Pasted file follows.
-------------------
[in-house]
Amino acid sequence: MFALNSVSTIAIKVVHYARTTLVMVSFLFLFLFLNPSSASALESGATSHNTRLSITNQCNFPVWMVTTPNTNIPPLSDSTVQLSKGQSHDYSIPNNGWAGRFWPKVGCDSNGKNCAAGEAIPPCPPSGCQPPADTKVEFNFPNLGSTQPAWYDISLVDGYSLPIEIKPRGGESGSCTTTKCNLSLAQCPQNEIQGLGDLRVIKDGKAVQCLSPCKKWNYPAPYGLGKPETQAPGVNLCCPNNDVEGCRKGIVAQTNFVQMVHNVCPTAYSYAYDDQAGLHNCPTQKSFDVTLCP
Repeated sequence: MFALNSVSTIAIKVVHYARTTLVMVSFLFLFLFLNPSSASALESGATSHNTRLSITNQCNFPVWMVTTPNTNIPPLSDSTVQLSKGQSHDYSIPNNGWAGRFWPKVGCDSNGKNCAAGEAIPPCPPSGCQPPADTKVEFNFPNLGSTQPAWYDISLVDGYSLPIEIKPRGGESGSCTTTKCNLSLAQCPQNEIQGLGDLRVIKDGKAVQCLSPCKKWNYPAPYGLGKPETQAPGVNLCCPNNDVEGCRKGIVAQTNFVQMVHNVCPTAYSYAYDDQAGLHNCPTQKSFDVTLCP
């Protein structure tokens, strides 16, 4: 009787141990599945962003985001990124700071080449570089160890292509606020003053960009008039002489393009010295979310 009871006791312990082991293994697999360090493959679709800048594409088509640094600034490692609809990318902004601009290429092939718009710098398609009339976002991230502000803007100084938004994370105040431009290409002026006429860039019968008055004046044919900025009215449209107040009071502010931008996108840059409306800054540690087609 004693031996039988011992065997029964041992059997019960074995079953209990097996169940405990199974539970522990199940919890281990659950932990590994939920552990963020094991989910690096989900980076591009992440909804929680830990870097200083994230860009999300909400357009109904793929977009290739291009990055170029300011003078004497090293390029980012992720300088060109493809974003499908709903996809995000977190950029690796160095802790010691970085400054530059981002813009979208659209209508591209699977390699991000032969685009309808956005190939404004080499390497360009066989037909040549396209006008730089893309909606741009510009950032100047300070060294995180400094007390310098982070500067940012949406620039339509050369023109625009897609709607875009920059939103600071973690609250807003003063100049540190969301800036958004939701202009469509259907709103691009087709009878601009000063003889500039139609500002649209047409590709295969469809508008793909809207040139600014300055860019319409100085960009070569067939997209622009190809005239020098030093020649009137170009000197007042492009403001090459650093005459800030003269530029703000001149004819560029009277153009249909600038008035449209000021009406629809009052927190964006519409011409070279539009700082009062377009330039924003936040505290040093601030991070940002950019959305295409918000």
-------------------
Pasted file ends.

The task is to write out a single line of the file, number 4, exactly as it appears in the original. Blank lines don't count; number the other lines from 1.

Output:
């Protein structure tokens, strides 16, 4: 009787141990599945962003985001990124700071080449570089160890292509606020003053960009008039002489393009010295979310 009871006791312990082991293994697999360090493959679709800048594409088509640094600034490692609809990318902004601009290429092939718009710098398609009339976002991230502000803007100084938004994370105040431009290409002026006429860039019968008055004046044919900025009215449209107040009071502010931008996108840059409306800054540690087609 004693031996039988011992065997029964041992059997019960074995079953209990097996169940405990199974539970522990199940919890281990659950932990590994939920552990963020094991989910690096989900980076591009992440909804929680830990870097200083994230860009999300909400357009109904793929977009290739291009990055170029300011003078004497090293390029980012992720300088060109493809974003499908709903996809995000977190950029690796160095802790010691970085400054530059981002813009979208659209209508591209699977390699991000032969685009309808956005190939404004080499390497360009066989037909040549396209006008730089893309909606741009510009950032100047300070060294995180400094007390310098982070500067940012949406620039339509050369023109625009897609709607875009920059939103600071973690609250807003003063100049540190969301800036958004939701202009469509259907709103691009087709009878601009000063003889500039139609500002649209047409590709295969469809508008793909809207040139600014300055860019319409100085960009070569067939997209622009190809005239020098030093020649009137170009000197007042492009403001090459650093005459800030003269530029703000001149004819560029009277153009249909600038008035449209000021009406629809009052927190964006519409011409070279539009700082009062377009330039924003936040505290040093601030991070940002950019959305295409918000």